Imagine you have a team, working hard, delivering good stuff. Then the sprint ends and …. velocity has dropped. Oh no what happened? Someone get married in Bermuda and invite the whole team? Outbreak of Plague? No something much more insidious, the work that was done, wasn’t work, at least wasn’t included in the original definition of work which is the same definition the remaining Scope is defined by.
Basically the team delivered a few new stories – realisable value – attributable against total remaining scope; then they resolved some tech debt, closed a few bugs and performed a tech spike on something for a subsequent sprint. If those work “types” are not treated like stories with estimates that are included in the total remaining work scope figure then you’ll see a drop in velocity.
If you are working on a Product evolution – the classic Agile case study of an e-commerce site, then this might not be a problem, especially if the team can keep the non “story” work at a consistent level so the velocity doesn’t drop, (it always bumps along at the “dropped” level). However if you consider a scaled release based system with tight timelines and a need for strong scope control, then the picture changes. The release based model will have (however unfortunate) a natural tendency to have an uneven delivery of Work “types” throughout the release, more spikes upfront, more defects at the end etc – so velocity will be unpredictable.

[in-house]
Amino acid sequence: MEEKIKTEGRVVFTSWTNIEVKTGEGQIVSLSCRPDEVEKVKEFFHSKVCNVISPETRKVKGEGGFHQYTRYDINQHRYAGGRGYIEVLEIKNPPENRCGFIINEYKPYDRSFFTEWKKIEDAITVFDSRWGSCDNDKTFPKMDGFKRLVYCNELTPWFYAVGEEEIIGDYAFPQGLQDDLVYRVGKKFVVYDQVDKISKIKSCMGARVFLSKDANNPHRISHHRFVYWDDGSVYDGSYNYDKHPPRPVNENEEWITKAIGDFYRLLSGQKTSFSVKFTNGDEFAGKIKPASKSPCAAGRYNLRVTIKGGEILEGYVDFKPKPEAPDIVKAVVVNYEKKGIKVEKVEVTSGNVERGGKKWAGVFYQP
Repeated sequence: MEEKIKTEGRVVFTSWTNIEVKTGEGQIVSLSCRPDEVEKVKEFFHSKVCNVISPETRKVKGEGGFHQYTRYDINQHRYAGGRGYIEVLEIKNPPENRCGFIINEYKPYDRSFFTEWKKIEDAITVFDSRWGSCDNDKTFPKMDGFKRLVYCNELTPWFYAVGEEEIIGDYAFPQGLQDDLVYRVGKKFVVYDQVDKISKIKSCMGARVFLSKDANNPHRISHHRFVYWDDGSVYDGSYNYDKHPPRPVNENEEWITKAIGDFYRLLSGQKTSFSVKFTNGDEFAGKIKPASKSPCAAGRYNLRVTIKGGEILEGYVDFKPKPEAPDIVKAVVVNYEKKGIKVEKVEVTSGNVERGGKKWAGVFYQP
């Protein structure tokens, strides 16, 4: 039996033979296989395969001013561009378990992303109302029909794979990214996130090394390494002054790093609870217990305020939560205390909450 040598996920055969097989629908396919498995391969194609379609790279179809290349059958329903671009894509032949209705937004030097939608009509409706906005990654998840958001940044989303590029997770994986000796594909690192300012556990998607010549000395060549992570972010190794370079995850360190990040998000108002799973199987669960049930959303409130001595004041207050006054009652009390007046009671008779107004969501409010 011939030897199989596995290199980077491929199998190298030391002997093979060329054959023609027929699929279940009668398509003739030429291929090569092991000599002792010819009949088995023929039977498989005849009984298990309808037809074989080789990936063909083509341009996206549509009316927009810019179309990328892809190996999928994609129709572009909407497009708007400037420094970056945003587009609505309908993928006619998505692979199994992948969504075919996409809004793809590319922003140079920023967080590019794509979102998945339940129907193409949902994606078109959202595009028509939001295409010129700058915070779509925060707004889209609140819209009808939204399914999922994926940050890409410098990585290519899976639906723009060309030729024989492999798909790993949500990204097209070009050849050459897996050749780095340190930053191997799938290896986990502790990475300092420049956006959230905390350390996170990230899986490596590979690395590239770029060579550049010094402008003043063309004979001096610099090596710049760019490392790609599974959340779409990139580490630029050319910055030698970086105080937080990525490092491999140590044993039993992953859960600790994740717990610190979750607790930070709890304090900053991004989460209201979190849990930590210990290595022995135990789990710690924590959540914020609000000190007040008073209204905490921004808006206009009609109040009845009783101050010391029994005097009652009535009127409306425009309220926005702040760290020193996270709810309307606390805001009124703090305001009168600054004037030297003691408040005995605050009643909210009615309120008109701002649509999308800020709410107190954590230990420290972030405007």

What is velocity anyway – why do we care. Well in the complex scaled world, Velocity is the yardstick that the consumer of the sprint/release – all the way down to Organisational Change Management – use to manage expectations – whether something will fall in the release or not. Therefore the most useful characteristic of velocity for the business is consistency.
To move to consistent velocity – then at the very least all work needs to be included, and obviously you need to report velocity in the same units as the total Scope, which means that these new work “types” need to feed into the remaining scope of the programme.
I ensure that the tracking tool used can identify between these work “types”, so if someone wants to see remaining STORIES, or last release’s effort on defects, then they can. But the headline, CEO scrutinised, view of progress against target needs to include ALL WORK.